ASTR 100 Ball State Spring 2016 MWF
ASTR 100 Ball State Spring 2016 MWF ASTR 100
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This 4 page Class Notes was uploaded by Sarah Gardner on Saturday January 23, 2016. The Class Notes belongs to ASTR 100 at Ball State University taught by Dr. Bob Berrington in Fall 2016. Since its upload, it has received 39 views. For similar materials see Introduction to Astronomy: Solar System and Beyond in Astronomy at Ball State University.
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Date Created: 01/23/16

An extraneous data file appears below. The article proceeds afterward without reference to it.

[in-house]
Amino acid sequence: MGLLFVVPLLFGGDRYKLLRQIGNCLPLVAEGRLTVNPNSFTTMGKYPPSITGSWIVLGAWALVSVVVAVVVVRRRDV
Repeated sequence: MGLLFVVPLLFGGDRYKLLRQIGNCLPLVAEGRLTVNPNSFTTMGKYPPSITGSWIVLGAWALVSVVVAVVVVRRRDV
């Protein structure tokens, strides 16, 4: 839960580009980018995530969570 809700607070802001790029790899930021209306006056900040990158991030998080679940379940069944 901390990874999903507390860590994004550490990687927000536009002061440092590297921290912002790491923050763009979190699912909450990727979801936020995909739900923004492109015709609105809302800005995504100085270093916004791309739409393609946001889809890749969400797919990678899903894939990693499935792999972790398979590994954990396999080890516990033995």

ASTR 100 Section 2, Spring 2016, MWF Section 1 The Cycles of the Sky Continued 1/18/16 MLKJ day, no school 1/20/16 Wednesday Placement of our Solar System in the Milky Way We are found in the Orion “arm’ of the spiral of the Milky Way When you are looking at the constellation Sagittarius, you are looking toward the center of the Galaxy Center of the Galaxy The center of the Galaxy is an extremely dense stellar region It has a massive black hole which all of the stars in the region orbit The black hole is 10 light days across, which would be 4 million times the mass of the sun Scale of the Universe Cont. Our galaxy is in a cluster of other galaxies, known as a local group o 50 known members in our local group (which is 45 light years across) o There is one other similar sized galaxy in our local group Andromeda Nebula (also known as Andromeda Galaxy) Andromeda Galaxy o Furthest celestial object that can be seen with the naked eye (2.0x10^6 ly distant) o Viewed from Earth, it can be found in the Andromeda constellation o It is the nearest big galaxy in the local group; about the same mass as Milky Way o Has many satellite galaxies Galaxies are commonly in clusters o Some of the galaxies’ structures are spiral, others look like “fuzzy patches” o Clusters can have thousands of members with different sizes and masses Coma Cluster of Galaxies o Most of the mass in this cluster is not visible (much like ours) We can use other wavelengths (Xrays) to see the distribution of intracluster gas [Side note: light is only produced by nondark matter] We can see with the xrays the mass that need to be there in order to hold the cluster together Outskirts of the Virgo Cluster The Virgo Cluster is 2.0x10^7 pc (parsecs) away. We are on the very edge of this cluster There is a very large central galaxy in the Virgo cluster, orbited by other galaxies The cluster contains M87 o M stands for “Meziay” The man who discovered it He dedicated much research to objects in the sky that were “not comets” or “not planets” He wasn’t sure what they were, but we later discovered that many of them were galaxies th o 87 stands for “87 entry” in Meziay’s log 1/22/16 Friday Scale of the Universe Cont. The universe is expanding gradually o Cause: dark energy Dark energy is an antigravity (opposes gravity) Gravity is what holds the universe together The pressure of antigravity is always increasing o Dark Matter The total matter in the universe that is not dark is 4% Can’t be seen because it doesn’t interact with the electromagnetic spectrum We don’t know exactly what it is It has mass, but is not luminous Matter that is not luminous= a Macho Superclusters o Several clusters grouped together o Organized into “veins” in the universe via gravity (pulling toward each other to form these paths). Units A number is meaningless without a unit o “I’ll give you five” 5 what? Dollars? Pennies? Cats? o They are often used in shorthand (abbreviations) m=meters g=gram s=second in=inches; ft=feet (rarely used) o Unit Systems MKS = meters, kilograms, seconds Favored by physicists CGS = centimeters, grams, seconds Favored by astronomers Luminosity is always measured in CGS o Prefixes (don’t need to know all – be familiar up to the 9 power of ten) Angular Units Degrees 1 rotation = 360 degrees (abbrev º) 1º = 60 minutes (abbrev. ‘) 1 minute = 60 seconds (“) (3600”= 1º) Radians 1 rotation = 2 π radians = 360 º 1 radian = 57.3 º Right Angle = 90 º = π/2 radians 3.1415…= π